I've been thinking a lot about walking. Coincidentally, I was reminded about walking and its intrinsic connection to writing when I was...taking a walk. It is the ultimate mindful release. One foot in front of the other—briskly or leisurely wandering. And it has been celebrated by writers for centuries.
Great writers walked. William Wordsworth, it has been said, walked some 180,000 miles in his lifetime. Virginia Woolf walked the English countryside. Dickens walked at night when he couldn't sleep. Hemingway walked to work out kinks and hiccups in his writing. Think A Moveable Feast. Henry Miller said most writing happened away from the typewriter, much of the work while out for a walk. And Henry David Thoreau famously walked in the woods around Walden four hours each day. “The walking of which I speak has nothing in it akin to taking exercise, as it is called, as the sick take medicine at stated hours …but it is itself the enterprise and adventure of the day," Thoreau wrote.
We know the health benefits. Blood flow. Exercise for the muscles. But there is also mindfulness. Silence. Solitude. Walking permits the gods to enter your spirit, especially when one has no destination. No place to be. No set agenda. No Google map to adhere to. It's the essence of freedom; freedom at its most primal. Walking frees the mind. Famous thinkers walked. Aristotle—a great mind working while moving. John Muir—the man who walked through the woods he called home. And the Danish writer, Soren Kierkegaard who wrote until noon each day and then walked his way through Copenhagen each afternoon—thinking and writing in his head. "I have walked myself into my best thoughts," Kierkegaard said.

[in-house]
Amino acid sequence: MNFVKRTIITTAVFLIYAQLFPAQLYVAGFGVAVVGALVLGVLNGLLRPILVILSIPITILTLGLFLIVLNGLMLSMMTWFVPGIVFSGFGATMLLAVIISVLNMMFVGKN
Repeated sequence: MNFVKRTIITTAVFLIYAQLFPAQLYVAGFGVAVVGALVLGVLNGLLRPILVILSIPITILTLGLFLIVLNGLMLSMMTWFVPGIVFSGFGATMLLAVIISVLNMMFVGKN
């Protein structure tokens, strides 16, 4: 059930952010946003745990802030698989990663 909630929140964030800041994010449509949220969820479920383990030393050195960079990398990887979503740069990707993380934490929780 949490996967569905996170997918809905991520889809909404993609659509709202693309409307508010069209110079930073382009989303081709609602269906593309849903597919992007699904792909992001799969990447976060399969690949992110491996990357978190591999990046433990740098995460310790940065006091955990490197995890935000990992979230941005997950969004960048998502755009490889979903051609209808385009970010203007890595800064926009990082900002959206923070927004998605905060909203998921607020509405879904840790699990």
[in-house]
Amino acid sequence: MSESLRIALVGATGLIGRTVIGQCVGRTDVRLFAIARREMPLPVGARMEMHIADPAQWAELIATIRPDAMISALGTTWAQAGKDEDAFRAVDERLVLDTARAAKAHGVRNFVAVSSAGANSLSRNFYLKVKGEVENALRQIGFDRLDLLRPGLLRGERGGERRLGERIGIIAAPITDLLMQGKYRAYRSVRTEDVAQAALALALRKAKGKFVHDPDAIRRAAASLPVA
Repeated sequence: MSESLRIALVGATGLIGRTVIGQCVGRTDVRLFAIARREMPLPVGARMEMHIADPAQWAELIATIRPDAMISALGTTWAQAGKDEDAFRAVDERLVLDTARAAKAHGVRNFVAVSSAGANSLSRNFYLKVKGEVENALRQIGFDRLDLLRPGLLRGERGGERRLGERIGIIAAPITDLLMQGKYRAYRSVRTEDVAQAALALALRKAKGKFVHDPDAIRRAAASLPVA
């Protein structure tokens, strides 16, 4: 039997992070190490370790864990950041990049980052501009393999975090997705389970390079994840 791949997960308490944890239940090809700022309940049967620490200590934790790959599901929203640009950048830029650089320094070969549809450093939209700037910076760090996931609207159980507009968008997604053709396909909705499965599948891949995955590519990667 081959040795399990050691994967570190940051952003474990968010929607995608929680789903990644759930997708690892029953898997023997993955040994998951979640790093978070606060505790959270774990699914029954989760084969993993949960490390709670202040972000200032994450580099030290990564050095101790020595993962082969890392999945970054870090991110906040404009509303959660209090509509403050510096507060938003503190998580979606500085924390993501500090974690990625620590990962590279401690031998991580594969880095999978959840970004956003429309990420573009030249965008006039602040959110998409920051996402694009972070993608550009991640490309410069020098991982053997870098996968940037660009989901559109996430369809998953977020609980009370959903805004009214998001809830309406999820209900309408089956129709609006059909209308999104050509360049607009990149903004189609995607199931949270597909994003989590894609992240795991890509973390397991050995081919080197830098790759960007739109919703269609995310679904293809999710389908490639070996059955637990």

But yet, with all this talk of walking and its benefits for the creative mind, one must also be reminded of the beauty a simple walk allows—for the process itself, when properly permitted, is a journey of the soul.
I leave you with Rilke.
My eyes already touch the sunny hill.
going far ahead of the road I have begun.
So we are grasped by what we cannot grasp;
it has inner light, even from a distance-
and charges us, even if we do not reach it,
into something else, which, hardly sensing it,
we already are; a gesture waves us on
answering our own wave...
but what we feel is the wind in our faces.
—Rainer Maria Rilke